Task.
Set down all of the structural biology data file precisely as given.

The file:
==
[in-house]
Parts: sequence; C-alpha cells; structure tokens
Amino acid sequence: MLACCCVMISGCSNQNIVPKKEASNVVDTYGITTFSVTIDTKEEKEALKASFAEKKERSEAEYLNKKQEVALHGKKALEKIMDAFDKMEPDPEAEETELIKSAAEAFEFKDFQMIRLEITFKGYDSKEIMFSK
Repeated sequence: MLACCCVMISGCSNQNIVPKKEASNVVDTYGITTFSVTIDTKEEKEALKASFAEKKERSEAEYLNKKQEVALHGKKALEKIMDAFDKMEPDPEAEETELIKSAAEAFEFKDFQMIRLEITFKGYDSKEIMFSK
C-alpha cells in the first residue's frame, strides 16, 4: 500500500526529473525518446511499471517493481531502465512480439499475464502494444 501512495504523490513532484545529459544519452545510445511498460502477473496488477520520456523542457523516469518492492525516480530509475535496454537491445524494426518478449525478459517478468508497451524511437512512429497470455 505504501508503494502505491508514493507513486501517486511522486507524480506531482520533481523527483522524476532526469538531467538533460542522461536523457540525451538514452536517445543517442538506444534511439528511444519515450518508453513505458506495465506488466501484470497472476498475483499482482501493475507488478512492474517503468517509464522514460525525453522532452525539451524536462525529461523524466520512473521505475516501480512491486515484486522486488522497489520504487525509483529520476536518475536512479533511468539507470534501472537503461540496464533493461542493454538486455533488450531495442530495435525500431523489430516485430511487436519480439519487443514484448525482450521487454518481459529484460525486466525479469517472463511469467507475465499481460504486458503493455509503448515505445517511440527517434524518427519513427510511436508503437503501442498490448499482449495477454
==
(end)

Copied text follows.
[in-house]
Parts: sequence; C-alpha cells; structure tokens
Amino acid sequence: MLACCCVMISGCSNQNIVPKKEASNVVDTYGITTFSVTIDTKEEKEALKASFAEKKERSEAEYLNKKQEVALHGKKALEKIMDAFDKMEPDPEAEETELIKSAAEAFEFKDFQMIRLEITFKGYDSKEIMFSK
Repeated sequence: MLACCCVMISGCSNQNIVPKKEASNVVDTYGITTFSVTIDTKEEKEALKASFAEKKERSEAEYLNKKQEVALHGKKALEKIMDAFDKMEPDPEAEETELIKSAAEAFEFKDFQMIRLEITFKGYDSKEIMFSK
C-alpha cells in the first residue's frame, strides 16, 4: 500500500526529473525518446511499471517493481531502465512480439499475464502494444 501512495504523490513532484545529459544519452545510445511498460502477473496488477520520456523542457523516469518492492525516480530509475535496454537491445524494426518478449525478459517478468508497451524511437512512429497470455 505504501508503494502505491508514493507513486501517486511522486507524480506531482520533481523527483522524476532526469538531467538533460542522461536523457540525451538514452536517445543517442538506444534511439528511444519515450518508453513505458506495465506488466501484470497472476498475483499482482501493475507488478512492474517503468517509464522514460525525453522532452525539451524536462525529461523524466520512473521505475516501480512491486515484486522486488522497489520504487525509483529520476536518475536512479533511468539507470534501472537503461540496464533493461542493454538486455533488450531495442530495435525500431523489430516485430511487436519480439519487443514484448525482450521487454518481459529484460525486466525479469517472463511469467507475465499481460504486458503493455509503448515505445517511440527517434524518427519513427510511436508503437503501442498490448499482449495477454